Tuesday, January 8, 2008

The Rollercoaster III

In my last post, Dr Paul explained in his book MindOS™ - "The Operating System of the Human Mind" that anger and anxiety are the roots of our poor self-esteem as widow/ers, and that the remedy is to be assertive, face our fears, and work to get our needs met. There are several ways to respond to both anger and anxiety, and in this last post of the series, I'll explain the results of each.

Anger is neither good nor bad — it is a signal that something is wrong — our needs are not being met. Dr Paul explains that there are only three possible responses for anger [pg 161]:

One response is to make no decision and sink into depression; in other words, do nothing to get our needs met. A second response is to act aggressively to get our needs met at someone else's expense in a win/lose scenario. Acting aggressively will cause ourselves more hurt, which will cause more anger, resulting in more aggression in a vicious cycle. The last response is to be assertive and work out win/win solutions to meeting our needs. This is the path to maturity and adds to our well-being.

Likewise for anxiety, there are only three possible responses [pg 183]:

Again, anxiety is a signal that something is wrong — we are harbouring fear. One way to respond to this signal is to be impulsive or avoidant and is the passive way to respond. This includes actions like:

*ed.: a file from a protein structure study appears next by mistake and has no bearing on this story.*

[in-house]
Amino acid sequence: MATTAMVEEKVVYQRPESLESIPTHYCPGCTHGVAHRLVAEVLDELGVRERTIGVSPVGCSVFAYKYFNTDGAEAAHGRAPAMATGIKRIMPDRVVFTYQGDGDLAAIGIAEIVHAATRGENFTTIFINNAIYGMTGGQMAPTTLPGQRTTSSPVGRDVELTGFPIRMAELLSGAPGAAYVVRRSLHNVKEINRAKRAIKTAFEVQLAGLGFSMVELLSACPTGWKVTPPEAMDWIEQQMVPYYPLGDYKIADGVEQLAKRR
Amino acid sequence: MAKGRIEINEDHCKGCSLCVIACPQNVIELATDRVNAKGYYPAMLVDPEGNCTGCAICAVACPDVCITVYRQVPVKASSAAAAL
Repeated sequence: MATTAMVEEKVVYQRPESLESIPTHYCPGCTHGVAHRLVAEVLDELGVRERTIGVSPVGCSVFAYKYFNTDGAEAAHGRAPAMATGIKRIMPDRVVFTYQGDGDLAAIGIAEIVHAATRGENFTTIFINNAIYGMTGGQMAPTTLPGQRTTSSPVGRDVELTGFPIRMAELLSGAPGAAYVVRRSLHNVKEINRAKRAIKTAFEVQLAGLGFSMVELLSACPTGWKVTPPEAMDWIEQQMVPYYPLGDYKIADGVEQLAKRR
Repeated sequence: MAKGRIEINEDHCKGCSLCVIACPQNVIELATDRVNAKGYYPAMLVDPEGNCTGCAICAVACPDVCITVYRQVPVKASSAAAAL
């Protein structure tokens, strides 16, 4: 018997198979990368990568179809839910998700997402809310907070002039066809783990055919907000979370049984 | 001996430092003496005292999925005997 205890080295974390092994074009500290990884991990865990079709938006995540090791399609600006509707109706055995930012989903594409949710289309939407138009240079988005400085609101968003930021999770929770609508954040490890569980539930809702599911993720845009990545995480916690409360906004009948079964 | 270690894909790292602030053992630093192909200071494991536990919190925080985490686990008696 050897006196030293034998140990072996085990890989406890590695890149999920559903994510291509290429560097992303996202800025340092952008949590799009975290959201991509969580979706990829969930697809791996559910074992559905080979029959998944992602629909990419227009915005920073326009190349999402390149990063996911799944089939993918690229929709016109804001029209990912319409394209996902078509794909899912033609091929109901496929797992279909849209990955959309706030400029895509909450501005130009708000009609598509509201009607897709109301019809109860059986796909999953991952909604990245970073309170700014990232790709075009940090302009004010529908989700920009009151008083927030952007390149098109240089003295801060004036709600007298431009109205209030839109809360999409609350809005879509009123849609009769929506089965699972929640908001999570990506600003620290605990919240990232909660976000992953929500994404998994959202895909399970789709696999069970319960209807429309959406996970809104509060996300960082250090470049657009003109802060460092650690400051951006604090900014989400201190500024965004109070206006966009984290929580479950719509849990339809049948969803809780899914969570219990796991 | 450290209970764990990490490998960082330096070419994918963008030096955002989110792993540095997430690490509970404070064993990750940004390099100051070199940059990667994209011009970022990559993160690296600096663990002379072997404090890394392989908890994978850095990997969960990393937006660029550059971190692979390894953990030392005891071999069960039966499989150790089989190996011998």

• over-eating

  • over-spending

  • addictions

  • drug abuse

  • workaholism

  • being busy just to be busy

Another response is to act like a victim and think that the world is out to get you (win/lose). This includes regret about the past and wishing that you controlled the uncontrollable (like wanting to have life return to the way it was when our spouse was alive). Essentially, this means trying to dump your anxiety into someone else's boundary instead of working to resolve it yourself. In widowhood, this commonly manifests by thinking "if only I had done something different, my spouse wouldn't have died and everything would be better now." When we verbalize this to others, we're trying to unload our anxiety onto them, and we lose their support. This causes further loss when they pull away from us, resulting in another vicious cycle.

The way out of anxiety is through courage by facing our fears. When we do what is right even when we are afraid to do so, this restores our confidence and builds our trust in ourselves and others. It is the other half of building positive energy back into our lives.

Does this make sense? Ever since I read this book, my thinking has totally changed. I can now catch myself getting angry or anxious, and I know now to work in positive ways to face my fears and work towards getting my needs met. So, I go to work on that guy in the mirror. Each time I succeed, even if just a little, I build my self-confidence and improve my quality of life.

I believe this perspective on the grief roller coaster is the major reason why I no longer feel the pain of grief. It is up to me to ensure my needs are being met, and it is also up to me to overcome my fears about the future and learn to trust others (and life!) again.

I hope you find this map as helpful as I do. It is one of the major power-tools in my grief recovery toolbox.

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